By now, most Californians are aware that the U.S.-made anti-Islam film that has roiled the Middle East is rooted in Southern California.
Perhaps less well known is that a decade ago, script adviser Steven A. Klein waged a statewide campaign for California insurance commissioner.
Klein's 2011 voter registration lists him as a Republican, but in 2002 he challenged Democrat John Garamendi and four others as the nominee of the conservative American Independent Party.
He finished last, with 148,893 votes well behind Garamendi's 3.3 million.
The party's website in 2002 said Klein had lost a bid for the San Diego County Board of Education before turning his sights on statewide office.
And the website said Klein, who owns an insurance agency, was running because he believes "all regulatory agencies must be operated in accordance with our American Constitution, especially our Bill of Rights. All citizens no matter how rich or poor are entitled to civil rights in accordance with due process."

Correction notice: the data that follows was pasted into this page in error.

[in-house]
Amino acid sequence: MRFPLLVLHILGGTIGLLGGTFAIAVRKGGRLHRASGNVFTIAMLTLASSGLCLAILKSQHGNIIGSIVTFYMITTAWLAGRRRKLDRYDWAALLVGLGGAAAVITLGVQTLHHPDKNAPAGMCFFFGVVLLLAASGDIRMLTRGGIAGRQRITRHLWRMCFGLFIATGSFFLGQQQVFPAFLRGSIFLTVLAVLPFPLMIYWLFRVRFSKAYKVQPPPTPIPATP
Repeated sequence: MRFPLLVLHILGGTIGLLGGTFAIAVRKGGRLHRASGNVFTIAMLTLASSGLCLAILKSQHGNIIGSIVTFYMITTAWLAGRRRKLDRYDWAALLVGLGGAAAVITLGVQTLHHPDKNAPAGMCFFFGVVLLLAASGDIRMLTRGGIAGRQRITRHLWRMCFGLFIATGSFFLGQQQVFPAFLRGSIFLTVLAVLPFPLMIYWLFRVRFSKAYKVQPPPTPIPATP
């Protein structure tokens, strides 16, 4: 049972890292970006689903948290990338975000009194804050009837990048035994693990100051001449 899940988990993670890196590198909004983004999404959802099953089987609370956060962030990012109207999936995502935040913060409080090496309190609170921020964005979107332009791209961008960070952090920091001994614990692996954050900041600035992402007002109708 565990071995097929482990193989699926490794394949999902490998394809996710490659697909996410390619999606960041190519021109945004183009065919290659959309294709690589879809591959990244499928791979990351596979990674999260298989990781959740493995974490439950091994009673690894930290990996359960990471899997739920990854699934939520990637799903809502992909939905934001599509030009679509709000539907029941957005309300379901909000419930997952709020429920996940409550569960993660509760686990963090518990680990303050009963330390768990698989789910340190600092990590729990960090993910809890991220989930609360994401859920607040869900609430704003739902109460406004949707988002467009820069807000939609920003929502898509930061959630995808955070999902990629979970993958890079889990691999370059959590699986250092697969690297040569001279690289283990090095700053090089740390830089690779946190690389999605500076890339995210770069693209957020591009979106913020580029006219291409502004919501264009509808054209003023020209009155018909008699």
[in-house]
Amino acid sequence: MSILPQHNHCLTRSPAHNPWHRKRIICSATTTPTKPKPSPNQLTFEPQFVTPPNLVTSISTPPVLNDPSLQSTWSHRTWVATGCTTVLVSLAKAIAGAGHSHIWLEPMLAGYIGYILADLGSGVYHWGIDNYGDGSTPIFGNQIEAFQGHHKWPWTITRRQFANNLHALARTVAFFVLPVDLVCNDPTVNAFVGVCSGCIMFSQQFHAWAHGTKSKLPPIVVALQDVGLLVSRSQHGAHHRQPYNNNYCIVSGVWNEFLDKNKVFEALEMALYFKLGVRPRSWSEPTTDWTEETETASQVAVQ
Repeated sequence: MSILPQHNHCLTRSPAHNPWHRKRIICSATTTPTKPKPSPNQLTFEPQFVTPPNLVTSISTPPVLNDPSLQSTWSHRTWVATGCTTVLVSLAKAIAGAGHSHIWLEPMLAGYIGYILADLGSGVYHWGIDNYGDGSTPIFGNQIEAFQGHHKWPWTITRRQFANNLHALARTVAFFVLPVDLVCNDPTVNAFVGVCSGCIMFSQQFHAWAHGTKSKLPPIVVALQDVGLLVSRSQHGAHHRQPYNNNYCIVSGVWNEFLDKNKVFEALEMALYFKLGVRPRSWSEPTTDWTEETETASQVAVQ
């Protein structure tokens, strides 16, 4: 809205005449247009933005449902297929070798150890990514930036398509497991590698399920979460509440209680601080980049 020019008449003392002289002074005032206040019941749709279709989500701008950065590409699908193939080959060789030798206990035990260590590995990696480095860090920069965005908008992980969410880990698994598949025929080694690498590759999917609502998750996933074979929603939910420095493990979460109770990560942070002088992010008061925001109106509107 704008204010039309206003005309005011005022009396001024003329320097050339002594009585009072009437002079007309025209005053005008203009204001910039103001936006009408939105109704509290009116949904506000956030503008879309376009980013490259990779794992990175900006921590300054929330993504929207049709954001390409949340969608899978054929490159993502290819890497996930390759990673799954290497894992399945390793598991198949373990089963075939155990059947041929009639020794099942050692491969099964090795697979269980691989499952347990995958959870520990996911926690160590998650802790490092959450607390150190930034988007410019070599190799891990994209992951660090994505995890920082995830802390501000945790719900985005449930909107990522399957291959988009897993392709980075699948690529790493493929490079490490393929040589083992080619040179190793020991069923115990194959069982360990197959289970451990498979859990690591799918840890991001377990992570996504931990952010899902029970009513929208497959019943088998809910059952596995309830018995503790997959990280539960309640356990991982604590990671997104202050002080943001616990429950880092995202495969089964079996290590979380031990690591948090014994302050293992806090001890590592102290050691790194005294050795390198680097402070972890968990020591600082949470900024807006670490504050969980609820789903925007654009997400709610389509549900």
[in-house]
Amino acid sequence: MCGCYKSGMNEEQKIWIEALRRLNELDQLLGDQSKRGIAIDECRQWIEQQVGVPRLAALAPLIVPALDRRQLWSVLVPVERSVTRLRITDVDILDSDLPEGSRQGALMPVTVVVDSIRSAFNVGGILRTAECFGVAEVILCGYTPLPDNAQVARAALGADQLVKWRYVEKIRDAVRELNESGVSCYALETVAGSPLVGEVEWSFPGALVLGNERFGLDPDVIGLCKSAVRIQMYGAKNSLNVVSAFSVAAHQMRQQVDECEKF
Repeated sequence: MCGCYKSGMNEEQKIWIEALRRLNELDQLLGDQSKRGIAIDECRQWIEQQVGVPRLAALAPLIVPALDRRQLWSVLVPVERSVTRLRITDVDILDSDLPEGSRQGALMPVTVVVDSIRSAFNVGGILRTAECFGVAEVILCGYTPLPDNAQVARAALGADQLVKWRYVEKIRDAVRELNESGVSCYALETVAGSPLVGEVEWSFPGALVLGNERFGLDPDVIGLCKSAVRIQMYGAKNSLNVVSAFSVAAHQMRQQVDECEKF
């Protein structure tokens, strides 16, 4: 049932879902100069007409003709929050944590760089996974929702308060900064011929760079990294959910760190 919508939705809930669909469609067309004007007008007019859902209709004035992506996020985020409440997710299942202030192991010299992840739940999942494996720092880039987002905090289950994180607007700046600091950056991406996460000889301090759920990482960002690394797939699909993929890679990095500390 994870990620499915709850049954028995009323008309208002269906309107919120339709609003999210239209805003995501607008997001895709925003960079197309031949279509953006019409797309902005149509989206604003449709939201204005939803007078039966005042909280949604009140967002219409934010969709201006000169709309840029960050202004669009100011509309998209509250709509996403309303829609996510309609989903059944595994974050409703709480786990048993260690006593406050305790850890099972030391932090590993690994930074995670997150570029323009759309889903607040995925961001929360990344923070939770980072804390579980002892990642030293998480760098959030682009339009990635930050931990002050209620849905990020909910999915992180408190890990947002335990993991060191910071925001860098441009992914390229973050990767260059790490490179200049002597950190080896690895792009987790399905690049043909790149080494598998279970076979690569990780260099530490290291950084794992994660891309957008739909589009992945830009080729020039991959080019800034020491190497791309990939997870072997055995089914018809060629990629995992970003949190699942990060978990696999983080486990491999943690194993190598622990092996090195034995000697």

Interviewed by a reporter from the (Riverside) Press-Enterprise last week, Klein waved a gun and said he was standing up for his First Amendment rights in helping with the film, and that he was prepared to die for those rights.
Gov. Jerry Brown has signed a bill designed to limit disability-access lawsuits. Senate Bill 1186 will reduce potential damages for access violations from a minimum of $4,000 to as little as $1,000 if the defendant corrects violations quickly. The bill would also bar lawyers from issuing pre-litigation "demands for money" and regulate complaints involving construction-related violations.
- David Siders
"I think California has to be careful with that type of legislation. It could be detrimental to the democratic process."
ASSEMBLYMAN DAN LOGUE, Marysville Republican, to the Associated Press, warning about the potential for fraud with California's online voter registration system, which went live Wednesday
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